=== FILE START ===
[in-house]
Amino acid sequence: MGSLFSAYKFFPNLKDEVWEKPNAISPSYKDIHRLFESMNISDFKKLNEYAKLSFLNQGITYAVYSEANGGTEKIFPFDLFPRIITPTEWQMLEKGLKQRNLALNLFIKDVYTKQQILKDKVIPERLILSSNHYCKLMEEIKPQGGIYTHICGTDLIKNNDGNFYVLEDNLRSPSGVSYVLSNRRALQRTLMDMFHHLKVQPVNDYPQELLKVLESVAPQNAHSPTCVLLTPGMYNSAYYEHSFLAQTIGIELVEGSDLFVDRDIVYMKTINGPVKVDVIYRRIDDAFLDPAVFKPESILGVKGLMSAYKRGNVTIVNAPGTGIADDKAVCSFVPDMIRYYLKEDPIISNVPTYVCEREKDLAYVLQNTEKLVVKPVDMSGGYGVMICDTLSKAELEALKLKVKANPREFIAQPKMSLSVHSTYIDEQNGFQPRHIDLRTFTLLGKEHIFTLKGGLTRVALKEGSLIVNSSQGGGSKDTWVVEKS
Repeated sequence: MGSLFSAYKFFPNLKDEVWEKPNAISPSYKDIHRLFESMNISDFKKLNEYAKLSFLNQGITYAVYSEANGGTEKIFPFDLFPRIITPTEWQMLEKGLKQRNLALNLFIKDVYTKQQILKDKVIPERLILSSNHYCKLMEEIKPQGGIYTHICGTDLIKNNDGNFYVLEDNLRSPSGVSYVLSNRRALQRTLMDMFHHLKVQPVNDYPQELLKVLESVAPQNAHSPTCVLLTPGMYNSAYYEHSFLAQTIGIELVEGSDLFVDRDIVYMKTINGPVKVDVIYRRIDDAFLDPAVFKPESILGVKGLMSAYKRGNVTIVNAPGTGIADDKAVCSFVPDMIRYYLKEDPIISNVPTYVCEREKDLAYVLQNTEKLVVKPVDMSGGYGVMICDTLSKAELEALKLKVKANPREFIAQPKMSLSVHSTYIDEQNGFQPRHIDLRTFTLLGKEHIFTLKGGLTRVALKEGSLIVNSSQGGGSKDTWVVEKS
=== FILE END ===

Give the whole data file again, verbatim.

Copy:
[in-house]
Amino acid sequence: MGSLFSAYKFFPNLKDEVWEKPNAISPSYKDIHRLFESMNISDFKKLNEYAKLSFLNQGITYAVYSEANGGTEKIFPFDLFPRIITPTEWQMLEKGLKQRNLALNLFIKDVYTKQQILKDKVIPERLILSSNHYCKLMEEIKPQGGIYTHICGTDLIKNNDGNFYVLEDNLRSPSGVSYVLSNRRALQRTLMDMFHHLKVQPVNDYPQELLKVLESVAPQNAHSPTCVLLTPGMYNSAYYEHSFLAQTIGIELVEGSDLFVDRDIVYMKTINGPVKVDVIYRRIDDAFLDPAVFKPESILGVKGLMSAYKRGNVTIVNAPGTGIADDKAVCSFVPDMIRYYLKEDPIISNVPTYVCEREKDLAYVLQNTEKLVVKPVDMSGGYGVMICDTLSKAELEALKLKVKANPREFIAQPKMSLSVHSTYIDEQNGFQPRHIDLRTFTLLGKEHIFTLKGGLTRVALKEGSLIVNSSQGGGSKDTWVVEKS
Repeated sequence: MGSLFSAYKFFPNLKDEVWEKPNAISPSYKDIHRLFESMNISDFKKLNEYAKLSFLNQGITYAVYSEANGGTEKIFPFDLFPRIITPTEWQMLEKGLKQRNLALNLFIKDVYTKQQILKDKVIPERLILSSNHYCKLMEEIKPQGGIYTHICGTDLIKNNDGNFYVLEDNLRSPSGVSYVLSNRRALQRTLMDMFHHLKVQPVNDYPQELLKVLESVAPQNAHSPTCVLLTPGMYNSAYYEHSFLAQTIGIELVEGSDLFVDRDIVYMKTINGPVKVDVIYRRIDDAFLDPAVFKPESILGVKGLMSAYKRGNVTIVNAPGTGIADDKAVCSFVPDMIRYYLKEDPIISNVPTYVCEREKDLAYVLQNTEKLVVKPVDMSGGYGVMICDTLSKAELEALKLKVKANPREFIAQPKMSLSVHSTYIDEQNGFQPRHIDLRTFTLLGKEHIFTLKGGLTRVALKEGSLIVNSSQGGGSKDTWVVEKS